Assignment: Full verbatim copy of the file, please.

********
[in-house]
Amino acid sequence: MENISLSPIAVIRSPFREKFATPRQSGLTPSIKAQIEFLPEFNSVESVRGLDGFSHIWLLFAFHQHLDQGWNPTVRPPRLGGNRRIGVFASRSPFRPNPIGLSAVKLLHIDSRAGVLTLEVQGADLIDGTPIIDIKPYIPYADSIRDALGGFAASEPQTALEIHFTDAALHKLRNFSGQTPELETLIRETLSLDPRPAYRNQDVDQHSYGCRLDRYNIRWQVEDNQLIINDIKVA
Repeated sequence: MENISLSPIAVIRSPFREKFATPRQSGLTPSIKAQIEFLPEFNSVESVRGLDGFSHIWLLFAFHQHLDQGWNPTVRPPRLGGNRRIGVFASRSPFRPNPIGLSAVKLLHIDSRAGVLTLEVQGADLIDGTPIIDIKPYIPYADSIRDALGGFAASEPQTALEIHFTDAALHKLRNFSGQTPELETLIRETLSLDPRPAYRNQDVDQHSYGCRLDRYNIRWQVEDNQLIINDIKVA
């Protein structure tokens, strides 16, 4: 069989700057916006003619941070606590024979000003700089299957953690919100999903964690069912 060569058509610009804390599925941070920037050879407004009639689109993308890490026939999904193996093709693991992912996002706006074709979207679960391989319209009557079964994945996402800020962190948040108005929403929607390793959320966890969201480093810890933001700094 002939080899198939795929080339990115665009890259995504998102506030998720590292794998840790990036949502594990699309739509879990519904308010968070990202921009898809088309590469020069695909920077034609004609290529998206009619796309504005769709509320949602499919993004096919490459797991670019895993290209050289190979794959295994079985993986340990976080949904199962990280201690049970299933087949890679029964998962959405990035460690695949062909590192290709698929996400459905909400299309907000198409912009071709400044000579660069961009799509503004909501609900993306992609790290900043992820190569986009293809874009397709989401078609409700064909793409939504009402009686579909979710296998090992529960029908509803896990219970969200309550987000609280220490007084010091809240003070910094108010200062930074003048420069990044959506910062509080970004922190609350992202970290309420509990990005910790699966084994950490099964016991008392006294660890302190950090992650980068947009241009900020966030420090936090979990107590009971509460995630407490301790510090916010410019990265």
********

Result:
[in-house]
Amino acid sequence: MENISLSPIAVIRSPFREKFATPRQSGLTPSIKAQIEFLPEFNSVESVRGLDGFSHIWLLFAFHQHLDQGWNPTVRPPRLGGNRRIGVFASRSPFRPNPIGLSAVKLLHIDSRAGVLTLEVQGADLIDGTPIIDIKPYIPYADSIRDALGGFAASEPQTALEIHFTDAALHKLRNFSGQTPELETLIRETLSLDPRPAYRNQDVDQHSYGCRLDRYNIRWQVEDNQLIINDIKVA
Repeated sequence: MENISLSPIAVIRSPFREKFATPRQSGLTPSIKAQIEFLPEFNSVESVRGLDGFSHIWLLFAFHQHLDQGWNPTVRPPRLGGNRRIGVFASRSPFRPNPIGLSAVKLLHIDSRAGVLTLEVQGADLIDGTPIIDIKPYIPYADSIRDALGGFAASEPQTALEIHFTDAALHKLRNFSGQTPELETLIRETLSLDPRPAYRNQDVDQHSYGCRLDRYNIRWQVEDNQLIINDIKVA
């Protein structure tokens, strides 16, 4: 069989700057916006003619941070606590024979000003700089299957953690919100999903964690069912 060569058509610009804390599925941070920037050879407004009639689109993308890490026939999904193996093709693991992912996002706006074709979207679960391989319209009557079964994945996402800020962190948040108005929403929607390793959320966890969201480093810890933001700094 002939080899198939795929080339990115665009890259995504998102506030998720590292794998840790990036949502594990699309739509879990519904308010968070990202921009898809088309590469020069695909920077034609004609290529998206009619796309504005769709509320949602499919993004096919490459797991670019895993290209050289190979794959295994079985993986340990976080949904199962990280201690049970299933087949890679029964998962959405990035460690695949062909590192290709698929996400459905909400299309907000198409912009071709400044000579660069961009799509503004909501609900993306992609790290900043992820190569986009293809874009397709989401078609409700064909793409939504009402009686579909979710296998090992529960029908509803896990219970969200309550987000609280220490007084010091809240003070910094108010200062930074003048420069990044959506910062509080970004922190609350992202970290309420509990990005910790699966084994950490099964016991008392006294660890302190950090992650980068947009241009900020966030420090936090979990107590009971509460995630407490301790510090916010410019990265």